Win smiled as he turned to the speaker, a tall, thin Englishman in riding dress. His bearing suggested a military training and a second glance showed an empty coat-sleeve.
"This group of buildings may interest you," the speaker added. "They contain the Court House, Parliament rooms and a small public library."
Touching his riding-crop to his hat in response to Win's thanks, he turned into a side street where a young man mounted on a handsome horse sat holding the bridle of another. With interest Win watched them ride away. Even from a distance, something about the younger man struck a chord of recollection in Win's usually reliable memory. He was almost certain that somewhere, at some time, they had met. Yet he could not think of any American acquaintance of that age who would be at all likely to be riding about the island of Jersey, his companion not only an Englishman, but obviously an ex-army officer.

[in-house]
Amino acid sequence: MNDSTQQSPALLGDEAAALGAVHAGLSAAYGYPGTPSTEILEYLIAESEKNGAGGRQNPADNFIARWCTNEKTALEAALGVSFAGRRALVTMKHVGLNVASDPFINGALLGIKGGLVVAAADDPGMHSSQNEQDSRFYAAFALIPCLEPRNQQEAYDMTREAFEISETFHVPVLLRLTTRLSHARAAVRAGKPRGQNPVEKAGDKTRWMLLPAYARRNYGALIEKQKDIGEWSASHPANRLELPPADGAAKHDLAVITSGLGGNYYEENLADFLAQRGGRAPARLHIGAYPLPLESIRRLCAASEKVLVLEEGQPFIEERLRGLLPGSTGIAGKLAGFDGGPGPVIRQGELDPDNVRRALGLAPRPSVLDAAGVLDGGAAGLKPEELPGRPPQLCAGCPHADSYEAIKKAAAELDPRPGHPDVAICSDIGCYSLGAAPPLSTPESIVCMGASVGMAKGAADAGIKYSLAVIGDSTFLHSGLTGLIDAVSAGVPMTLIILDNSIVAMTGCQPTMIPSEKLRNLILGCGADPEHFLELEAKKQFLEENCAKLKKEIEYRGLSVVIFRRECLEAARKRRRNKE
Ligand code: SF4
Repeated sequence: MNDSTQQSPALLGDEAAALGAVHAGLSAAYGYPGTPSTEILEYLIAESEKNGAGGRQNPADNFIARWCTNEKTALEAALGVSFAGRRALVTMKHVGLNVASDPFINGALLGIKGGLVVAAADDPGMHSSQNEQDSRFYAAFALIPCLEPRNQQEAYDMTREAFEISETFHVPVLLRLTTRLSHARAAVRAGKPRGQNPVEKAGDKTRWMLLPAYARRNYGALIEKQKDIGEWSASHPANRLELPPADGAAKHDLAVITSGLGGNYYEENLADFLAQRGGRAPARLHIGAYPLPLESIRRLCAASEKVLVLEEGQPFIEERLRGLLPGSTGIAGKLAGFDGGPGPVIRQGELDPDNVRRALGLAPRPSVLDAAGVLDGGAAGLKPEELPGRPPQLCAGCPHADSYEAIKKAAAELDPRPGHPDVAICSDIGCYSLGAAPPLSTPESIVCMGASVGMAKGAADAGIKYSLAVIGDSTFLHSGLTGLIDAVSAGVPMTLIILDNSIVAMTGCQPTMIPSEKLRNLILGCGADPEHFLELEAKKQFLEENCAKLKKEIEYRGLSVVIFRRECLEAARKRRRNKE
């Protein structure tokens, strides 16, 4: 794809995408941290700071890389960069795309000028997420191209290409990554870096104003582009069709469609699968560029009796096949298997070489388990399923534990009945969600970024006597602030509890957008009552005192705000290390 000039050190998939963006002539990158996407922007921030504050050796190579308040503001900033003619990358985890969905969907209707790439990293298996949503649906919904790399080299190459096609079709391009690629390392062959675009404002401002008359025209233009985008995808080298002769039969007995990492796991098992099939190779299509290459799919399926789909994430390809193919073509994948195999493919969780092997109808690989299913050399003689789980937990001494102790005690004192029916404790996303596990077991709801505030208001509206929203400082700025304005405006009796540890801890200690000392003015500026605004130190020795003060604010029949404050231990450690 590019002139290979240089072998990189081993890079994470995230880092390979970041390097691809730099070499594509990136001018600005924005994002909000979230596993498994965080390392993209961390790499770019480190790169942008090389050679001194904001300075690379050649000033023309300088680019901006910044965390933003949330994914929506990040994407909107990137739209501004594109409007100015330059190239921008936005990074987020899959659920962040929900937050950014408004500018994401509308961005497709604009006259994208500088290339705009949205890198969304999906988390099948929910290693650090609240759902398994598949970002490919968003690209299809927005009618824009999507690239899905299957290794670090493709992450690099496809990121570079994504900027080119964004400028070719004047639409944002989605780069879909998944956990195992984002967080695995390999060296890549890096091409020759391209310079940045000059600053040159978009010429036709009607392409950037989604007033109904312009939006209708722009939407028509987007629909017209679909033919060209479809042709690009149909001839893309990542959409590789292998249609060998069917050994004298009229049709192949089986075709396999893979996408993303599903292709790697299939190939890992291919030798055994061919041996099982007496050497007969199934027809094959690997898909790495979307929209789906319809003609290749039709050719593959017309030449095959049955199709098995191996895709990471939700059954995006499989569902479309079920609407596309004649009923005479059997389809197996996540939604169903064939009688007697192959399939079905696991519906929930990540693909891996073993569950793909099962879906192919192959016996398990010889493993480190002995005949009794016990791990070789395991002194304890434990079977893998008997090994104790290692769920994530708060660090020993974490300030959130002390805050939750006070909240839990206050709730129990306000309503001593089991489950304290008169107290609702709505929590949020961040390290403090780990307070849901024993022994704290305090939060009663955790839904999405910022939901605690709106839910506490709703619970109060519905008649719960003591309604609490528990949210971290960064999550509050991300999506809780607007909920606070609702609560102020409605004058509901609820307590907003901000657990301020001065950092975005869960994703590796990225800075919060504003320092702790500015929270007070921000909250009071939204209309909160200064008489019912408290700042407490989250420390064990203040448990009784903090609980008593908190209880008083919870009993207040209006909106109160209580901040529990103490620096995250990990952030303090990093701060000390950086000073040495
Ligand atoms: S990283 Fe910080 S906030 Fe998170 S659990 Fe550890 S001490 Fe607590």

Still, the impression of familiarity was strong and Win was yet wondering about it as he slowly climbed the stairs leading to the public library.
Protesting somewhat, the others followed to look at a rather uninviting room, appealing to them far less than to Win, already on the trail for local history. The attendant proved obliging and after supplying Win with several books brought out a shabby brown volume.
"We have one of your writers on our shelves," he remarked with a smile, offering the book to Frances.
"Poems of Oliver Wendell Holmes," she read aloud. "Haven't you any other American authors?" she demanded in amazement. "And how did you know I was an American?"
The librarian shook his head. "I have often thought we should have